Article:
Seasoned musicians make the trip here -- at their own expense -- to form the festival ensemble each summer. They receive no salary during their two-week, heavy-schedule stay, just a per diem of under $60.
"I wouldn't step out the door for that," says principal percussionist Galen Lemmon. "But when a friend of mine asked me to sub for him once, I said OK. I played one concert and fell in love with the festival."
That was a decade ago. Lemmon has been back every summer since.
Concertmaster Yumi Hwang-Williams, who holds the same position at the Colorado Symphony Orchestra (Alsop is music director laureate), has also spent the past 10 summers in Santa Cruz.
"You come here to work with Marin and with musicians who want to be here," Hwang-Williams says. "I love the challenge and the direction. There's a wonderful spirit about this place."
The festival players are underpaid, but are housed with local hosts and get an unusual perk -- free acupuncture and herbal therapy, courtesy of a festival fan.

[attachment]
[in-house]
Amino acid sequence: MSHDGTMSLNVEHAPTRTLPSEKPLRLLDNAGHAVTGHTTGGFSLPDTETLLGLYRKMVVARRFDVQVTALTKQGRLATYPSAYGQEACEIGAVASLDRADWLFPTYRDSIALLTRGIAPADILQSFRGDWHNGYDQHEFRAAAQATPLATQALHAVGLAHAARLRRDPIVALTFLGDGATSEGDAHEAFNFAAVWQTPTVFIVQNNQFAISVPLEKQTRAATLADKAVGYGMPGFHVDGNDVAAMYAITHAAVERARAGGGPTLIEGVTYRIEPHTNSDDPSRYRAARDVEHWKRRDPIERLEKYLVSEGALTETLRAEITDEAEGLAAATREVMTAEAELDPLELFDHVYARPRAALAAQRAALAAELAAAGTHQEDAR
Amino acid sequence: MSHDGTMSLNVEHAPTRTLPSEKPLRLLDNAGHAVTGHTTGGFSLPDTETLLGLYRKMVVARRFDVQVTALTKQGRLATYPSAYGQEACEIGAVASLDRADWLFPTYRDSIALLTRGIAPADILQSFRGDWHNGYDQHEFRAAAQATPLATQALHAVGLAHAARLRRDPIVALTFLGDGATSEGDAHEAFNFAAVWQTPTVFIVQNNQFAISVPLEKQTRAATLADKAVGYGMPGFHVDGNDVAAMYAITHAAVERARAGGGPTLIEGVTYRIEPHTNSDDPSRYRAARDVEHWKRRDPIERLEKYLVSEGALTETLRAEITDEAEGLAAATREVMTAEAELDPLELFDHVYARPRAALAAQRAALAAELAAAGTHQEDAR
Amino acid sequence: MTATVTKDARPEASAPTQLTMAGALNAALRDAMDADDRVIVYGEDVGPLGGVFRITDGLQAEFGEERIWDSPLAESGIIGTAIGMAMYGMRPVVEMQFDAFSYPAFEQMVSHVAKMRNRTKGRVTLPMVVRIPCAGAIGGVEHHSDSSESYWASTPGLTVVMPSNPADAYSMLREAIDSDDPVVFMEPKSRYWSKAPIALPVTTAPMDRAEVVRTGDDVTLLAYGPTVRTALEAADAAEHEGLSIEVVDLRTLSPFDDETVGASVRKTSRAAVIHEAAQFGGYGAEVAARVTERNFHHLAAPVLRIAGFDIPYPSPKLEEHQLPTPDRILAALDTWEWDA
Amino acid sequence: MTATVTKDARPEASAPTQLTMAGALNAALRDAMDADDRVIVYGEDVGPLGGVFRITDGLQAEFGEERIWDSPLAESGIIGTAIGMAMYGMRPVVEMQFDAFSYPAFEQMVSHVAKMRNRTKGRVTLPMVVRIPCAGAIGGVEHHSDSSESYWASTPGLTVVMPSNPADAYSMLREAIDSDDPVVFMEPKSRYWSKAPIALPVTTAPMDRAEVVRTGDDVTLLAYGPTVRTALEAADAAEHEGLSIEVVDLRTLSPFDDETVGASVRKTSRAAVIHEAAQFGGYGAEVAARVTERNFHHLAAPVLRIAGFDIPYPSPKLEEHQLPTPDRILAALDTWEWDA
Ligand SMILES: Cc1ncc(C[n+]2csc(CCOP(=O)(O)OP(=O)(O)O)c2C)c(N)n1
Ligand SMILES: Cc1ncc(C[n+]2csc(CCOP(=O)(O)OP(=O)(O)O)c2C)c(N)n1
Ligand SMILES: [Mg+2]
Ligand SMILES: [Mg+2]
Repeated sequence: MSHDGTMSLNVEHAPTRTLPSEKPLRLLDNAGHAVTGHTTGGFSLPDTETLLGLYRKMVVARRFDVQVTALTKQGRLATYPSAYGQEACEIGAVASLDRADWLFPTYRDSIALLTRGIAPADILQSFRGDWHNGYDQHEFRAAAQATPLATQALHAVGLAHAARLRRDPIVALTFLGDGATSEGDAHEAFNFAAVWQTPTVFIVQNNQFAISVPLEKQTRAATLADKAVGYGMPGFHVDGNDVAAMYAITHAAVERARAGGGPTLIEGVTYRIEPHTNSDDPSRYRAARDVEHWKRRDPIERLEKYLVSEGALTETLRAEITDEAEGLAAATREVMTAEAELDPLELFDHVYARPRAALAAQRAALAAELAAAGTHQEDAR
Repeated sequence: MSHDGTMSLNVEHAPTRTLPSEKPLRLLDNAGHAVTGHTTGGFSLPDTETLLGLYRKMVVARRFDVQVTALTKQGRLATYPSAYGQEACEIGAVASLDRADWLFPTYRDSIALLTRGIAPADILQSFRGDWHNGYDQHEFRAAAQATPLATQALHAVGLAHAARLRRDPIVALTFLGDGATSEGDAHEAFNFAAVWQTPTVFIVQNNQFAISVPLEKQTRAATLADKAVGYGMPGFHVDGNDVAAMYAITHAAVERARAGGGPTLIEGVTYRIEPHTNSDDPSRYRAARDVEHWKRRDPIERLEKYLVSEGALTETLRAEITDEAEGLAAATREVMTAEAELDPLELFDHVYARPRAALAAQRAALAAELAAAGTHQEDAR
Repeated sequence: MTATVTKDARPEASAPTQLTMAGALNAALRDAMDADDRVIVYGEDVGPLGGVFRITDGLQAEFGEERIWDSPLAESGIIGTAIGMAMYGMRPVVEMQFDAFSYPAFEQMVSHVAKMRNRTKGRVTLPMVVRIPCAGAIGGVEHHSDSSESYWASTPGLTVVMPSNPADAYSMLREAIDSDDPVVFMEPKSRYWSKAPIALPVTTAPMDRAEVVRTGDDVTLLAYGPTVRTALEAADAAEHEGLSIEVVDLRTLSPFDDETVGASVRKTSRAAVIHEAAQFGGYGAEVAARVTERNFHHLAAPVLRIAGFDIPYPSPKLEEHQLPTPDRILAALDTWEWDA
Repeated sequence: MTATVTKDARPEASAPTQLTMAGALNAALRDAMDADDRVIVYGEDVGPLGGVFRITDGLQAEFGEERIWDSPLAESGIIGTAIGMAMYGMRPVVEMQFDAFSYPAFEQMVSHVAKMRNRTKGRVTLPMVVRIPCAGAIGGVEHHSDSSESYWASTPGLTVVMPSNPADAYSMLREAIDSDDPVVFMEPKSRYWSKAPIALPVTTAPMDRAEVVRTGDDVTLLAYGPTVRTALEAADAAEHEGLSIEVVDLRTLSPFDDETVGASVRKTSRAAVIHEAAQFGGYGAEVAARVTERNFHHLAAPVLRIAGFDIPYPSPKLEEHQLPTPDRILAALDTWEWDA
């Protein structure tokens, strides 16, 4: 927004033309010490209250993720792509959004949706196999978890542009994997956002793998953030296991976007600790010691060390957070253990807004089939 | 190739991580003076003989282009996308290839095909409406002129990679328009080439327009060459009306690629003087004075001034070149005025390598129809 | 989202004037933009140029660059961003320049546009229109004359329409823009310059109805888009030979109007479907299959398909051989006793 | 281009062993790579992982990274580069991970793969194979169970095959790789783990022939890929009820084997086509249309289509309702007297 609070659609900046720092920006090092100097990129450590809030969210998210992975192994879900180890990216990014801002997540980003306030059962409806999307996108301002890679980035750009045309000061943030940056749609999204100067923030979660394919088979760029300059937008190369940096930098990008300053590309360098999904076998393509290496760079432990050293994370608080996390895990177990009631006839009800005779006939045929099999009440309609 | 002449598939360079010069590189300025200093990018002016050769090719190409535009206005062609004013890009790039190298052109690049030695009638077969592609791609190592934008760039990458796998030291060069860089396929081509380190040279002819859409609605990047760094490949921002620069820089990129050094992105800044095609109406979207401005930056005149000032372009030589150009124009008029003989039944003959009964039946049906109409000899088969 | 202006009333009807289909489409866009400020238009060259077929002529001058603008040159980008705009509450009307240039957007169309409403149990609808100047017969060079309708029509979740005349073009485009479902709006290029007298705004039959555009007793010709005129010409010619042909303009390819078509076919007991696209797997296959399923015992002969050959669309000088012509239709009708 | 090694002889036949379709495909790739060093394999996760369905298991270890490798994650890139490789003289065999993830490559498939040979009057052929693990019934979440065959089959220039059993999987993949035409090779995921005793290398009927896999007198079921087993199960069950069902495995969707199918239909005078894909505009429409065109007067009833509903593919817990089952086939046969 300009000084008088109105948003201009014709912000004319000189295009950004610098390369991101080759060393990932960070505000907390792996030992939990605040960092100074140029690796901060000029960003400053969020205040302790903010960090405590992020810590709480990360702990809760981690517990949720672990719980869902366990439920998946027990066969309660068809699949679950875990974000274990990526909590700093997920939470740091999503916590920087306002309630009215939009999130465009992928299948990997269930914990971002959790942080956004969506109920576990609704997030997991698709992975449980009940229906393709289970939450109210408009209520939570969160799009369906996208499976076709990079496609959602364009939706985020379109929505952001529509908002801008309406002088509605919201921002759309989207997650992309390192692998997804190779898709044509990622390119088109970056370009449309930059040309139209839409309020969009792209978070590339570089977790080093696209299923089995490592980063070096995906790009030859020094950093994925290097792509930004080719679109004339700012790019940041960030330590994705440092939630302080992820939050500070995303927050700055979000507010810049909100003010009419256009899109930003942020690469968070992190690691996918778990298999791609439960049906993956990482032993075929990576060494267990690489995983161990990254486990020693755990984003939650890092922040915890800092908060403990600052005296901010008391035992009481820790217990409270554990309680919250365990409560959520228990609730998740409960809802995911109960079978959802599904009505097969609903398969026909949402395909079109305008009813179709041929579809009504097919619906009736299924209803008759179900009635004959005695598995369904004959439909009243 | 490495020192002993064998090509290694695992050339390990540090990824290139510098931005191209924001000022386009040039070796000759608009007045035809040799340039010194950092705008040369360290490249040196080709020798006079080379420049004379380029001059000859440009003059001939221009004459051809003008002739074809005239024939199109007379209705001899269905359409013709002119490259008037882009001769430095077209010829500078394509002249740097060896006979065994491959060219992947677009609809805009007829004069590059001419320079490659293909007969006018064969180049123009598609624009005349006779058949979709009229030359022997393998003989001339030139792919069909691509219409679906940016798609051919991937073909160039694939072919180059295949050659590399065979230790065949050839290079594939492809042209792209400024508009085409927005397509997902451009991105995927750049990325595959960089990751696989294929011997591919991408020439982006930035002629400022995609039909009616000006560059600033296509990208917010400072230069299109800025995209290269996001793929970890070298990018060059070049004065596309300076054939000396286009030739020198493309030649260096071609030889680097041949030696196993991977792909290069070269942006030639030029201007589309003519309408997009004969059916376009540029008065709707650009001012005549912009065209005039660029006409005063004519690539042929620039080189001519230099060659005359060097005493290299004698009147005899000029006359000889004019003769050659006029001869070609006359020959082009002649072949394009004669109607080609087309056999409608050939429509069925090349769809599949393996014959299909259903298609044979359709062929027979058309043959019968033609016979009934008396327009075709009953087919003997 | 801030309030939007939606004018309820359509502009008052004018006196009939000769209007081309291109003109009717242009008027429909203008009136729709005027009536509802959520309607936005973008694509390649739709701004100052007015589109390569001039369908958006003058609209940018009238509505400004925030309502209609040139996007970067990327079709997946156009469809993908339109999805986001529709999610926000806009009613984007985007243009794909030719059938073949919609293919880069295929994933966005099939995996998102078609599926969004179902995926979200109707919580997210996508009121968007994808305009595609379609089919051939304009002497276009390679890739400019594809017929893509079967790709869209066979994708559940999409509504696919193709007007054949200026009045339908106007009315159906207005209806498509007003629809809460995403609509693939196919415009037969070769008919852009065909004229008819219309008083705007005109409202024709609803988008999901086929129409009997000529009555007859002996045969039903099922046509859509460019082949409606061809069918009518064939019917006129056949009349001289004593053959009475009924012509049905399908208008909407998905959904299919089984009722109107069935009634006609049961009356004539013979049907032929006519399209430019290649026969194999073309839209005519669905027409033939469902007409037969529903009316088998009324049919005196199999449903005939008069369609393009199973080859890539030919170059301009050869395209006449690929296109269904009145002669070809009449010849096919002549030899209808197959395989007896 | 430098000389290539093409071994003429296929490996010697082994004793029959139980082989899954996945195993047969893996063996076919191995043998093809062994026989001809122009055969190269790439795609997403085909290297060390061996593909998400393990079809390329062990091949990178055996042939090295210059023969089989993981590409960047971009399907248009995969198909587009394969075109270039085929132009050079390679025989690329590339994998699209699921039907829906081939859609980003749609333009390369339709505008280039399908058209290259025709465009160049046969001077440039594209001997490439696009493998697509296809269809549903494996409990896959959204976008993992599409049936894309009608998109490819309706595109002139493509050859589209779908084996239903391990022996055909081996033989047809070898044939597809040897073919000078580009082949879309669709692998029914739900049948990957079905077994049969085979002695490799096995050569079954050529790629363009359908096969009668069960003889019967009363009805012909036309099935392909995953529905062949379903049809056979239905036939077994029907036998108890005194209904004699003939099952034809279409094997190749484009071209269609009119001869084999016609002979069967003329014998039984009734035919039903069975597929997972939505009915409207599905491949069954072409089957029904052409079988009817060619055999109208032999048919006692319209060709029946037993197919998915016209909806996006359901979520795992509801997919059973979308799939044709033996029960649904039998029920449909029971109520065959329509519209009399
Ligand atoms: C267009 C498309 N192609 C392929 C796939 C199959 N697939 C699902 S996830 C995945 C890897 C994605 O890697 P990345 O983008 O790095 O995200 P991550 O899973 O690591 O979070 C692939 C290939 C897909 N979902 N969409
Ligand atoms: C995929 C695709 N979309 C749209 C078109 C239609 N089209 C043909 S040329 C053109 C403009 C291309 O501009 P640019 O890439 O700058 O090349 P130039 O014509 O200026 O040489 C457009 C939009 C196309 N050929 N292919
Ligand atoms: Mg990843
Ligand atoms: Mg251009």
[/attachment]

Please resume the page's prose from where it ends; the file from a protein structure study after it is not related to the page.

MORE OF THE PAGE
"That's very Santa Cruz," says Ellen Primack, the festival's executive director.
'Happy little festival'
The center of the Cabrillo action is the vintage auditorium that has housed everything from rock and classical concerts to roller derby and, in the 1960s, a Muscle Beach / No Pencil Necks contest.
"It's so divorced from the trappings of a proper concert hall," Alsop says, "but it's liberating."
Capacity is under 1,000, with gymnasium-style seating; rows of chairs are also set up on the floor over old basketball court lines. The festival orchestra uses a workable stage area at one end of the auditorium.
"I'll never forget the look on [Scottish composer] James MacMillan's face when he walked in for the first time," Alsop says. "It was like, 'uh-oh, did I show up at the wrong place?' But at the end, he was calling it 'this happy little festival.' "